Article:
Home Tour

The Willo Historic Neighborhood invites residents and Valley visitors to its 31st Annual Willo Home Tour. Join us for an inside look at some of the unique homes that make up the neighborhood. Willo is Phoenix’s largest historic district consisting of over 900 homes and is bordered north to south by Thomas and McDowell, and east to west by 1st Avenue and 7th Avenue. Learn more about the Willo neighborhood’s history.

The Willo Historic Home Tour and Street Fair has something for everyone. In 2019, architecturally significant homes and the historic firehouse will be open to the public for an inside look. The homes range in style from Tudor to Spanish Revival, Bungalow and Ranch and were built from the 1920s through the 1940s.  If laid back relaxation is more your style then you can enjoy the classic car show on Holly at Third Ave. and the beer/wine garden.

The Willo Home Tour is the sole fundraiser for the neighborhood and provides the funding for neighborhood movie nights, holiday luminarias, Block Watch, Willo Yard Sale advertising, Kids Club activities and other neighborhood events. The Tour is put on by volunteers who live in the neighborhood. The committee also hosts several appreciation events for the homeowners to thank for their commitment to the neighborhood.

Home Tour 2019 Photos

2019 Homes on the Tour

Photography By SpartaPhoto – Alex Rentzis

50 W. Encanto

Characteristic of the Early Ranch style, this 1940 home displays the simple utilitarian features that were popular in the World War II era. The unusual hip roof resembles a pyramid with all sides sloping gently down toward the walls. Other stylistic elements of this brick constructed rancher include a small wood columned porch, metal framed windows with small panes, and a L-shaped floor plan.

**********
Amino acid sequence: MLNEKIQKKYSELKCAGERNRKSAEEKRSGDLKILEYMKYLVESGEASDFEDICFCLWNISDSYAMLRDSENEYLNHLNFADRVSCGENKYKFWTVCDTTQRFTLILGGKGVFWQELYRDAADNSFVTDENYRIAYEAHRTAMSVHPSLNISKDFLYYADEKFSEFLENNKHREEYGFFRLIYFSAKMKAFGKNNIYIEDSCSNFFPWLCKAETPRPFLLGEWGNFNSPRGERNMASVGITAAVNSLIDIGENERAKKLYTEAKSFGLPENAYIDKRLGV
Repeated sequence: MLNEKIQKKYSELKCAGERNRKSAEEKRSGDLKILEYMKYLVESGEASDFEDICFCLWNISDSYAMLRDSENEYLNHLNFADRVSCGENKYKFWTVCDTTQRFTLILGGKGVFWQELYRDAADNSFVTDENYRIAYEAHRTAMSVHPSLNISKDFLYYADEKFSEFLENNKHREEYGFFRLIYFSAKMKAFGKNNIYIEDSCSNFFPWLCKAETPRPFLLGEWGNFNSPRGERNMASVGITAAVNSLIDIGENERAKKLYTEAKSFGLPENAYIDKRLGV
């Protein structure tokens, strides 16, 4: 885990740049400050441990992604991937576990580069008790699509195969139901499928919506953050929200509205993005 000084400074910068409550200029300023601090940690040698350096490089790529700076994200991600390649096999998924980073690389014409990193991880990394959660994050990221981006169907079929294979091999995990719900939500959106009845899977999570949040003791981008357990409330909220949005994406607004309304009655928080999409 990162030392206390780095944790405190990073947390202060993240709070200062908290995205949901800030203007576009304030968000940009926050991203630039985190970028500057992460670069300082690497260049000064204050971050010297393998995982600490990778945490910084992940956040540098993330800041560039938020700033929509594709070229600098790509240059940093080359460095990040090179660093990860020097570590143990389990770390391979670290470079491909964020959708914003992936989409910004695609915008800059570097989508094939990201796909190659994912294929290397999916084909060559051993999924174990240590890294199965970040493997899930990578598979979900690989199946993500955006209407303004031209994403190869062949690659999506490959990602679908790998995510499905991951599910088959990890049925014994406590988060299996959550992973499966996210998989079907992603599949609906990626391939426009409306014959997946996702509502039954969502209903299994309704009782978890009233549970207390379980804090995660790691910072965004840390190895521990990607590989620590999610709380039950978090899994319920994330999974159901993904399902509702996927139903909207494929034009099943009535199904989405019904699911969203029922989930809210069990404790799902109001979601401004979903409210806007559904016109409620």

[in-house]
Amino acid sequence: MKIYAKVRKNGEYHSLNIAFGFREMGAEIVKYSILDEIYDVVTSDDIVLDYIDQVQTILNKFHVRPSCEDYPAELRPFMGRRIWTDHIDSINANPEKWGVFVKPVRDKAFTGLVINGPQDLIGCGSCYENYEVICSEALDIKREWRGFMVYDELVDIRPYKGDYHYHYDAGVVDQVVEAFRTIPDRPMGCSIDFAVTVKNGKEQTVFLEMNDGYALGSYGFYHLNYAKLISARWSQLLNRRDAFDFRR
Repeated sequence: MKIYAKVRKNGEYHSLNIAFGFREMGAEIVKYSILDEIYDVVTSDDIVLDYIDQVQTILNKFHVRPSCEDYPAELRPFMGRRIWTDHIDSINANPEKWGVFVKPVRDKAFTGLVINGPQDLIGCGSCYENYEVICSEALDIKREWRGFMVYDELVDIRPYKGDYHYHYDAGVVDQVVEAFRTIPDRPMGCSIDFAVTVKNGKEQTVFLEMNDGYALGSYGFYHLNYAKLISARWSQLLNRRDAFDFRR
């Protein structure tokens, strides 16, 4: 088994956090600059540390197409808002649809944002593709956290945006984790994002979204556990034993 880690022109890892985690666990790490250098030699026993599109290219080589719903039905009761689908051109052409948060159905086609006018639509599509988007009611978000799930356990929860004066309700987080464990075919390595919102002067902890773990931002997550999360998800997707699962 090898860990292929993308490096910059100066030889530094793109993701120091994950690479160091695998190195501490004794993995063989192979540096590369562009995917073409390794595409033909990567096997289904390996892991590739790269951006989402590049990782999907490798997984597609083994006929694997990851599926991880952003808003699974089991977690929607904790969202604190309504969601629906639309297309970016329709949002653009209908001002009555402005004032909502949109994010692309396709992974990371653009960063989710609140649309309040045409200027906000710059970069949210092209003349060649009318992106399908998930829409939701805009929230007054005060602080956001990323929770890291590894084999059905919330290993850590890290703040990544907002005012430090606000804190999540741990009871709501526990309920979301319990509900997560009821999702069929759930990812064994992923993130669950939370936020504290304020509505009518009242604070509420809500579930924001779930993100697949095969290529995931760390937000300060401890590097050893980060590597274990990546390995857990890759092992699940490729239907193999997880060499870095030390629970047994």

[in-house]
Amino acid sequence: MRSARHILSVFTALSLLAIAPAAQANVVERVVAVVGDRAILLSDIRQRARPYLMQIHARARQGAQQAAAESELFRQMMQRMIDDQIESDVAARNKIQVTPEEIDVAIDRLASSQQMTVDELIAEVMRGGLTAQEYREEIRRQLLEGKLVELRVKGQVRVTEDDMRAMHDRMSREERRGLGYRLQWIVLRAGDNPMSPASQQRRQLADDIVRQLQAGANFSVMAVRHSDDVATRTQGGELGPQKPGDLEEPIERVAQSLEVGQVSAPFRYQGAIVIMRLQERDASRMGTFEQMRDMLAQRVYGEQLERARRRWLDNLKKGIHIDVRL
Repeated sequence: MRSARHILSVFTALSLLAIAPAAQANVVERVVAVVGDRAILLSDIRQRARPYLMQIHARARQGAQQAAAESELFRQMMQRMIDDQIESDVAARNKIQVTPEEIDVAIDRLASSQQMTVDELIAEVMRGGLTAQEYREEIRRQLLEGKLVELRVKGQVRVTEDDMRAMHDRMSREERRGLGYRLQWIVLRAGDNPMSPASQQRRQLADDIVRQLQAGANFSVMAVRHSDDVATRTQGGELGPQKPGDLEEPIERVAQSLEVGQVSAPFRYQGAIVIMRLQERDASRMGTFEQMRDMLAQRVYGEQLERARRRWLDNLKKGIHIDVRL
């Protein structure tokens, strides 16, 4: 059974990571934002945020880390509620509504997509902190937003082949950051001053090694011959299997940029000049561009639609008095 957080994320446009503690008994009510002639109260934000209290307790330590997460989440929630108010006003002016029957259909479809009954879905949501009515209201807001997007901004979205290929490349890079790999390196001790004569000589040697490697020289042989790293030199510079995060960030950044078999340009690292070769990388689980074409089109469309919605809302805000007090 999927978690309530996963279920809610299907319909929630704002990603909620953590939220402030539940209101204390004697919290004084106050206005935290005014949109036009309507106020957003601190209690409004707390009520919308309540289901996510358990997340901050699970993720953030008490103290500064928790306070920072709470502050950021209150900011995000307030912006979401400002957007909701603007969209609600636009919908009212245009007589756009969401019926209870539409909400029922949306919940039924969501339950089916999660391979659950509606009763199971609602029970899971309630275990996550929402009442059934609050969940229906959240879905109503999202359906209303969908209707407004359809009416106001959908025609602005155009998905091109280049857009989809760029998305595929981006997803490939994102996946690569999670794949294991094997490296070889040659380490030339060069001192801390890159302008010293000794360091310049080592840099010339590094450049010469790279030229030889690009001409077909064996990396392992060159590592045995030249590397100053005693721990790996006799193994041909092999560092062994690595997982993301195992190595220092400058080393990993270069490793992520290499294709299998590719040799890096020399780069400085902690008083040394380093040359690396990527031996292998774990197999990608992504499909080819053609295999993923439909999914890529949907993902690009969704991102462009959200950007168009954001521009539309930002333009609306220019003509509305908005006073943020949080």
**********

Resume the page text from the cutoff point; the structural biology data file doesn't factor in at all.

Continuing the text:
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107 W. Granada

Historically designated the Edith Alexander House, this Tudor Revival home is also known locally as the “Seven Gables” house. It was constructed in 1926 during the first major housing boom in Phoenix. The home is illustrative of the popular Tudor Revival style, which has its roots in 16th Century English manor houses. Characteristic features of this style of architecture include the steep 7 gabled roof, asymmetrical facade, and large multi-paned windows.The off-center arched front door is original to the house, as are the elements of the kitchen. The current owner added 2 rooms and a bathroom to the carriage house in 2008. Landscape additions include a butterfly and hummingbird garden.

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136 W. Granada

Built in 1939, this home represents Transitional Early-Ranch architecture with Monterey influence. The home has a low-pitched gabled roof and walls that were constructed of 11 inch thick adobe. The original owner, Joseph Bickman was a “motor trucks” salesman and made $3,800. a year. The home still has the vintage milk door, mail slot, and ironing board, which today’s owners use as shelving for spices. The kitchen maintains most of its 1939 elements including original kitchen cabinetry. The bathroom with its raspberry and pink tile provides an instant flashback to the1930s. Like many houses in this era the insulation in the attic was sawdust and had to be replaced for fireproofing. The one-car garage was converted into a small casita in 2011 and then expanded to a 2 bedroom guest house in 2016. Along with family heirlooms that decorate the home, the owners are gradually building an art collection by local artists.